COVID: What comes next - With Dr. Ashish JhaCOVID: What comes next - With Dr. Ashish Jha

Welcome to Episode 34 of “COVID: What comes next,” an exclusive weekly Providence Journal/USA TODAY NETWORK podcast featuring Dr. Ashish Jha, dean of the Brown University School of Public Health and an internationally respected expert on pandemic response and preparedness

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COVID: What comes next - With Dr. Ashish Jha

Long before COVID, Dr. Ashish Jha was an internationally respected expert on pandemic response and preparedness. In September 2020, Jha left his posit 
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PROVIDENCE – “I'm very worried.” 

So declared Dr. Ashish Jha this week as the highly contagious Delta variant ravages many parts of the U.S. and some models suggest “as many as 35 million Americans may get infected over the next couple of months, the next few months,” according to the pandemic expert. 

That, Jha said, “is an astronomically large number.” 

And it is being driven in large part by the numbers of people who decline to be vaccinated -- although more people are getting shots recently than earlier in the summer, said Jha, dean of Brown University’s School of Public Health. 

 “This variant is going to spare no one,” the scientist/physician said. “If you are unvaccinated, you are almost surely going to encounter this virus up close and personal. All of us will -- but for those of us who are vaccinated, we're going to encounter it as a vaccinated person and most likely will not get infected.” 

As he and many other public-health expert have repeatedly now for months, Jha urged anyone who is unvaccinated to get inoculated. That will help in the long run, but not immediately, as weeks must pass after receiving the two-shot Pfizer and Moderna products and the one-shot Johnson & Johnson before full immunity is reached. 

Speaking this week while recording the 34th episode of the “COVID: What Comes Next” podcast, available from The Providence Journal and the USA TODAY NETWORK, Jha also addressed the record numbers of coronavirus infections, hospitalizations, and deaths among children in some parts of America. 

“We had a whole year of minimizing the infection of kids, saying ‘kids don't get sick, it's no big deal,’ ” Jha said. “Kids thankfully don’t get very sick, but some of them do and we want to be careful. The questions people are asking me right now are: ‘Is the Delta variant particularly bad for kids? Do kids get sicker with the Delta variant than they with Alpha, or the version from last year?’ 

“The short answer is, I don't know. We've been scouring the data but we don't have good data on this. So then people point to the fact that a lot of kids are getting hospitalized and are in ICUs and they say ‘how do you explain that?’ The answer is a lot of places are having very large infection numbers and if you have a massive surge, kids are not immune. They're going to get infected. Most of them will do very well, but a small number will end up getting sick and hospitalized.”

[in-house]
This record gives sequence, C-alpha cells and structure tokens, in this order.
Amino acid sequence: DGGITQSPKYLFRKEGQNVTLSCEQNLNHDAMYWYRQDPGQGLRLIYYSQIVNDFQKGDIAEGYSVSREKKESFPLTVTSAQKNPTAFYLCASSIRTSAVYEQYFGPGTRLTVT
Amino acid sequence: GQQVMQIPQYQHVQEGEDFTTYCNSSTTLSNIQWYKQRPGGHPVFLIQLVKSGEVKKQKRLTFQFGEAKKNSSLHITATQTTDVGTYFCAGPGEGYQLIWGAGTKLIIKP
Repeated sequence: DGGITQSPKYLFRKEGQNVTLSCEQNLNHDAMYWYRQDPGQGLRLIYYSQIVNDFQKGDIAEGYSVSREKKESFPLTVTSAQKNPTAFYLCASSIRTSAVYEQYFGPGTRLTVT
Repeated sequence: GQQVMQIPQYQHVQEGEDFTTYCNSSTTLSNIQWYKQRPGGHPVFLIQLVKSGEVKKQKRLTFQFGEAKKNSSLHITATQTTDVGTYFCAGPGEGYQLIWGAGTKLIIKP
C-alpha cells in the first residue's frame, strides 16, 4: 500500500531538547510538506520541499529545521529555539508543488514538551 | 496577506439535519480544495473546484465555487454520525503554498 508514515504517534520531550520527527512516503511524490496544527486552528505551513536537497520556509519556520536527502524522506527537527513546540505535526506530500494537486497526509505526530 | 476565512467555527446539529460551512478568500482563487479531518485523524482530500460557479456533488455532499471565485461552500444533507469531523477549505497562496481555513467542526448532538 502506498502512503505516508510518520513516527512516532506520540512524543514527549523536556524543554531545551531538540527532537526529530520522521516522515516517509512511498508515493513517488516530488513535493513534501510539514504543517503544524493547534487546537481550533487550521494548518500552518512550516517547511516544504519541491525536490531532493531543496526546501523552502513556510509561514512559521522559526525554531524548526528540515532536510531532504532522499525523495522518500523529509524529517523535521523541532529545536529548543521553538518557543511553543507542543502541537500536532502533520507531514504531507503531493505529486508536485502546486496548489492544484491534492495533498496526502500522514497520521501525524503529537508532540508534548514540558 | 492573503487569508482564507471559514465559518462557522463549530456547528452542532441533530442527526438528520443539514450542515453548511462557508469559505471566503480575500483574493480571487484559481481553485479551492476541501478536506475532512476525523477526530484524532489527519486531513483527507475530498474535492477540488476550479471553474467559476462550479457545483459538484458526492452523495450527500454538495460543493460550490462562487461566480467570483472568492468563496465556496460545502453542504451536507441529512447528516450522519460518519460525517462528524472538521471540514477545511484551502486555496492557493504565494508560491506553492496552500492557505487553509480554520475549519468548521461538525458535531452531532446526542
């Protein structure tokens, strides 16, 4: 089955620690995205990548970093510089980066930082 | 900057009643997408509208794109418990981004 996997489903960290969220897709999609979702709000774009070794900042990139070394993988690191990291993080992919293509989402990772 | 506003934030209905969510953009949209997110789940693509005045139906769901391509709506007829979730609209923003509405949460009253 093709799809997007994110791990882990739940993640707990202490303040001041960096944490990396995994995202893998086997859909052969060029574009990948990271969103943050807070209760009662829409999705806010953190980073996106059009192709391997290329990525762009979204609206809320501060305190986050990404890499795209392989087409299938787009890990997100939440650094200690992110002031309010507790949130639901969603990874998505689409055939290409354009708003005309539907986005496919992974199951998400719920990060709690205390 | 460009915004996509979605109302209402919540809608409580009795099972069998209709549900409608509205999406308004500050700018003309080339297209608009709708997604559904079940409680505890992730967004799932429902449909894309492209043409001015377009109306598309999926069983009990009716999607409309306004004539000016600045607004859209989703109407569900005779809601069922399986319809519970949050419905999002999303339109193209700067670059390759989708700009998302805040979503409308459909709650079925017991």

On the topic of booster shots, Jha spoke about some fully vaccinated people who “are going surreptitiously into a [pharmacy] and acting like this is their first shot and then not showing up for their second shot. It's a mess because it totally ruins our record-keeping. Who then knows how many people have gotten vaccinated, who's gotten two shots, who's gotten three shots?” 

Jha said “this is not based on science” but then expressed the hope that the CDC, which is studying the possible need for booster shots, “should make a determination… they should guide people and they've got to push this forward. Otherwise you're going to have, you know, hundreds of millions of Americans winging it on their own. And that never turns out well.” 

During the taping, Jha also answered an audience question. A doctor in Pennsylvania wrote: 

“In the July 1 episode, Dr. Jha said there was no evidence of asymptomatic immunized people spreading COVID. Is this there any further data on this? Can pre-symptomatic immunized people spread COVID?” 

The pandemic expert’s answer, in part:   

“If the question is ‘can vaccinated people spread the virus?’ the answer is yes. We've seen it, but all the cases that I'm aware of have happened while the vaccinated person was symptomatic. What does that mean? It means that they were coughing, they had a fever when they were spreading. That's important because if you have a fever and a cough, you can isolate yourself.  

“The big question is: ‘What if you are vaccinated and you feel well, you're totally fine, can you be infected and spreading?’ We just don't know. Most of the data suggests no, but I hope you hear enough uncertainty in my voice to be very clear that I honestly don't know.” 

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COVID: What comes next - With Dr. Ashish Jha

Long before COVID, Dr. Ashish Jha was an internationally respected expert on pandemic response and p 
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